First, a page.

This morning when I woke up it was 56 degrees. Fahrenheit. And I had to snuggle real hard under the blanket and it smelled like fall and a little bit of last night’s rain outside. It made me so very happy and ready for more.
This is why I gotta get the heck out of Dallas for residency. Because sitting on the couch in the morning clutching a giant mug of coffee when it’s already a million degrees outside is just not the same, and it’s gross, and not the same, and the worst. Time to go some place where it’s not a fluke that it’s cool in the middle of September. Because now I’m just all excited for fall, and sweatpants, and all the half-zip sweatshirts, and plum shades of lipstick, and butternut squash soup. And I’m fairly certain it will be back to 90 degrees by Friday.
In the meantime, until it’s actually fall, we’re just stockpiling recipes that we’re excited to make when it finally is fall. Like giant whole heads of roasted cauliflower. And beer mac and cheese (let’s be honest, we’ll make this even if it isn’t fall weather). And a big pot of white beans and tomatoes and parmesan and amazing.
And finally, many variations on the Very Full Tart from Ottolenghi’s Plenty. We made this on Labor Day, because while everyone else was outside grilling, we thought it was the perfect opportunity to spend hours making the most amazing tart that has ever existed. Lots of therapeutic chopping of vegetables – everything from eggplant to zucchini to sweet potatoes. Lots of slowly roasting said vegetables (because is there a better way to prepare veggies?) and caramelizing onions. (By caramelizing, I mean we cooked them a little too long so they were extra brown, then used white wine to de-glaze the pan, and I absolutely wouldn’t do it any other way.)
As amazing as all of the parts of this tart were – from the flaky crust to the bits of feta cheese to the fresh tomatoes – this tart was defs greater than the sum of its parts (rhyming?). It was perfect for linner with a salad, and it was perfect for breakfast straight out of the fridge. I’m excited to keep making it all year, using whatever veggies are in season.
Very Full Roasted Vegetable Tart
1 red bell pepper
1 yellow or orange bell pepper
5-6 TBS olive oil
1 medium eggplant, cut roughly into 2-inch dice
1 small sweet potato, cut into 1-inch dice (I was skeptical about this addition but it was SO AMAZING)
1 small zucchini, cut into 1-inch dice
2 medium onions (I used 1 yellow and 1 sweet), thinly sliced
2 TBS white wine
2 bay leaves
leaves from 8 thyme sprigs
1/3 cup ricotta (part-skim or whole milk)
5 oz feta, crumbled
small handful cherry tomatoes, halved OR 1 small tomato, quartered and sliced
2 eggs (original calls for medium but I used large and it was fine)
1 cup whole milk
salt and pepper to taste
your favorite pie crust (probably half the recipe as this is a single crust tart)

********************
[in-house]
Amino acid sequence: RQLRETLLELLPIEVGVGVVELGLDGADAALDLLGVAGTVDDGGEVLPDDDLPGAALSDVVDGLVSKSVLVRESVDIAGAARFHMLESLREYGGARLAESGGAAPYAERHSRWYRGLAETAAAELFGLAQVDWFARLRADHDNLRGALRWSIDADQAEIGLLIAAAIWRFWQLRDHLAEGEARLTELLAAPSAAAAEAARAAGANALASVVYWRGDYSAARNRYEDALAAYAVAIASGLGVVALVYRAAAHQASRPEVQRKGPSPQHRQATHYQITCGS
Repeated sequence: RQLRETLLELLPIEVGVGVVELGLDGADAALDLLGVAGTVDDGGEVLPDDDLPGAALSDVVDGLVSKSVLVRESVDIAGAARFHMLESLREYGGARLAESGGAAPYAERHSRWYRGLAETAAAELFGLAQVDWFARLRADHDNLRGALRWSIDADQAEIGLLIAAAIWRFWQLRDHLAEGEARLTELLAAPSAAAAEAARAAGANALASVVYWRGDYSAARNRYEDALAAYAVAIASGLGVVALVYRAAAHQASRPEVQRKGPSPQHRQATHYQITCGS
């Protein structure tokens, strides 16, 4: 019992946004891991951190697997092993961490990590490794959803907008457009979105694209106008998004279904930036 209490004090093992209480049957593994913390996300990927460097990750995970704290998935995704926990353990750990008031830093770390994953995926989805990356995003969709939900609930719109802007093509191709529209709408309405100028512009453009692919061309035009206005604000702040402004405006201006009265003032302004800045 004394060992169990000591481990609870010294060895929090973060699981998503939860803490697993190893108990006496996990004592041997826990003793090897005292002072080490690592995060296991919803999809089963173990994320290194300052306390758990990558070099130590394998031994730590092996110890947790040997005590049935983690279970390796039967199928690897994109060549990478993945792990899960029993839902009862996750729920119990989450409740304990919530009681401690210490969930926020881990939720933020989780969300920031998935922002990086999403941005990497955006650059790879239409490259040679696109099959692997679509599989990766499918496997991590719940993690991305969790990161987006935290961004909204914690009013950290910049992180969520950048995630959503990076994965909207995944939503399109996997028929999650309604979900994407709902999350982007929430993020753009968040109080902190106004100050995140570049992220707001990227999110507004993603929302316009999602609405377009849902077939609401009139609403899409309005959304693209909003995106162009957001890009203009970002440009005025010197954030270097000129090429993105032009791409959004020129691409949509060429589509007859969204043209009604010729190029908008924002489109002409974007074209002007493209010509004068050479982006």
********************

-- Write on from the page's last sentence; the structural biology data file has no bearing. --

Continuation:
1. Preheat oven to 450 degrees with racks in the upper middle and lower middle positions.
2. Cut the tops off the bell peppers and pull out the seeded core. Place the peppers in a small baking dish, then drizzle with 1 TBS olive oil and place on the upper-middle oven rack.
3. Place the diced eggplant in a large baking dish. Toss with 3-4 TBS olive oil, salt, and pepper. Spread the eggplant evenly in the baking dish. Roast for 12 mins. After 12 mins, add the diced sweet potato to the same dish and mix the vegetables gently. Roast for another 12 mins, then add the zucchini, mixing again to combine evenly. Roast for 10 mins.
4. Remove the peppers and the vegetables from the oven and reduce the temperature to 325F. The skin of the peppers should be browning in spots. Leave the peppers in their baking dish and cover tightly with foil. Let cool for 15 minutes. Once cool, slide the skin off the peppers then roughly cut into strips.
5. Heat 2 TBS olive oil in a skillet over medium-low heat. Add the sliced onions, bay leaves, and a couple pinches of salt. Cook over medium-low heat for 30 minutes, stirring occasionally, until the onions are browned. Pour white wine into the pan, scraping the brown bits off the bottom. Set onions aside to cool.
6. Roll out the pie crust to a roughly 13-inch circle. Place in either a 9-inch tart pan with removable bottom or 9-inch pie pan (what we did). Gently press into the pan, then fold over the overhang to form a crust. Line the crust with parchment paper, then fill with pie weights (or dried beans or rice). Bake the crust for 30 minutes, then remove the parchment paper and pie weights. Continue baking the crust for 10-15 more minutes, until it is lightly golden. Allow to cool for 10 minutes.
7. While the crust is cooling, whisk together the eggs and milk until smooth.
8. Evenly scatter the cooked onions over the bottom of the crust. Top with roasted vegetables (save the peppers for last!). Sprinkle half of the thyme leaves over the vegetables, then evenly dot the feta and ricotta over this mixture. Evenly distribute the tomatoes and roasted peppers on top.
9. Carefully pour the egg-milk mixture over the vegetables and sprinkle with remaining thyme. Bake for 35-45 minutes, until the filling is just set. Let cool for 10 minutes before slicing and serving. Can be served warm or at room temperature. Tart will keep refrigerated in an airtight container for 4 days.
Recipe adapted from Ottolenghi’s Plenty
This tart is definitely a labor of love, but there are no complicated techniques involved. And the result is completely worth it. Thanks for reading, happy baking!